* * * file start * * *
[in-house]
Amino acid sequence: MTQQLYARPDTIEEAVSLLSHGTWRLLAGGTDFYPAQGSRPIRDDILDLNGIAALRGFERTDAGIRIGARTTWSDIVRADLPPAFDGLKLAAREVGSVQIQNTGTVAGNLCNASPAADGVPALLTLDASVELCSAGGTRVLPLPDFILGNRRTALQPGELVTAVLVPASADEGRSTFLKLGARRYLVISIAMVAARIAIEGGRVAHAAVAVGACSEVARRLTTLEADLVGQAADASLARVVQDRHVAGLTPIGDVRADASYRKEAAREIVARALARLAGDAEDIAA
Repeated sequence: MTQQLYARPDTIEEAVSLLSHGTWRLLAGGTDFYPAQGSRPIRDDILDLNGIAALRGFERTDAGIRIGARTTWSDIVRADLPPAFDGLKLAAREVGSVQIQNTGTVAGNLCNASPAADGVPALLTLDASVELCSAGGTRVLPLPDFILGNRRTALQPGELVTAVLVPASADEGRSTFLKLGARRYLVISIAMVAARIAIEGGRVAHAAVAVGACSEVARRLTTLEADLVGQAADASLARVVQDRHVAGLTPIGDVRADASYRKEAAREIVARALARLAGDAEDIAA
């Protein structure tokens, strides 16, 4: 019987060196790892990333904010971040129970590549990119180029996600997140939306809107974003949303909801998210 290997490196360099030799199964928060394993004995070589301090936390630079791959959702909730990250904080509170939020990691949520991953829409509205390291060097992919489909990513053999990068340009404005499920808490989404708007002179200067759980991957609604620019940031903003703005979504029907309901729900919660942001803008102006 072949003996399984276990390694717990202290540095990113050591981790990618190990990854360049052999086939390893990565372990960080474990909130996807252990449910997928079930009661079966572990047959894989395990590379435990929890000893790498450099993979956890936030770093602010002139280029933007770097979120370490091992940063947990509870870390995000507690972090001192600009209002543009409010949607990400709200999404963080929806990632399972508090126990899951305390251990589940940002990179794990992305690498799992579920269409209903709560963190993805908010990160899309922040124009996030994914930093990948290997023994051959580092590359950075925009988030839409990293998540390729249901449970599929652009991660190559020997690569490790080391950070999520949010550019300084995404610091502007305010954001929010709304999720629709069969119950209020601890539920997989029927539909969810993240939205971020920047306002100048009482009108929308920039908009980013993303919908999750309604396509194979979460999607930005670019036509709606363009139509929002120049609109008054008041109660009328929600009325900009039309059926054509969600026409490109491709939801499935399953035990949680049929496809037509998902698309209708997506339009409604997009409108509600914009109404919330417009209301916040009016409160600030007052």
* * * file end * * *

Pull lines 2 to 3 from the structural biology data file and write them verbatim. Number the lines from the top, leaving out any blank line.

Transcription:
Amino acid sequence: MTQQLYARPDTIEEAVSLLSHGTWRLLAGGTDFYPAQGSRPIRDDILDLNGIAALRGFERTDAGIRIGARTTWSDIVRADLPPAFDGLKLAAREVGSVQIQNTGTVAGNLCNASPAADGVPALLTLDASVELCSAGGTRVLPLPDFILGNRRTALQPGELVTAVLVPASADEGRSTFLKLGARRYLVISIAMVAARIAIEGGRVAHAAVAVGACSEVARRLTTLEADLVGQAADASLARVVQDRHVAGLTPIGDVRADASYRKEAAREIVARALARLAGDAEDIAA
Repeated sequence: MTQQLYARPDTIEEAVSLLSHGTWRLLAGGTDFYPAQGSRPIRDDILDLNGIAALRGFERTDAGIRIGARTTWSDIVRADLPPAFDGLKLAAREVGSVQIQNTGTVAGNLCNASPAADGVPALLTLDASVELCSAGGTRVLPLPDFILGNRRTALQPGELVTAVLVPASADEGRSTFLKLGARRYLVISIAMVAARIAIEGGRVAHAAVAVGACSEVARRLTTLEADLVGQAADASLARVVQDRHVAGLTPIGDVRADASYRKEAAREIVARALARLAGDAEDIAA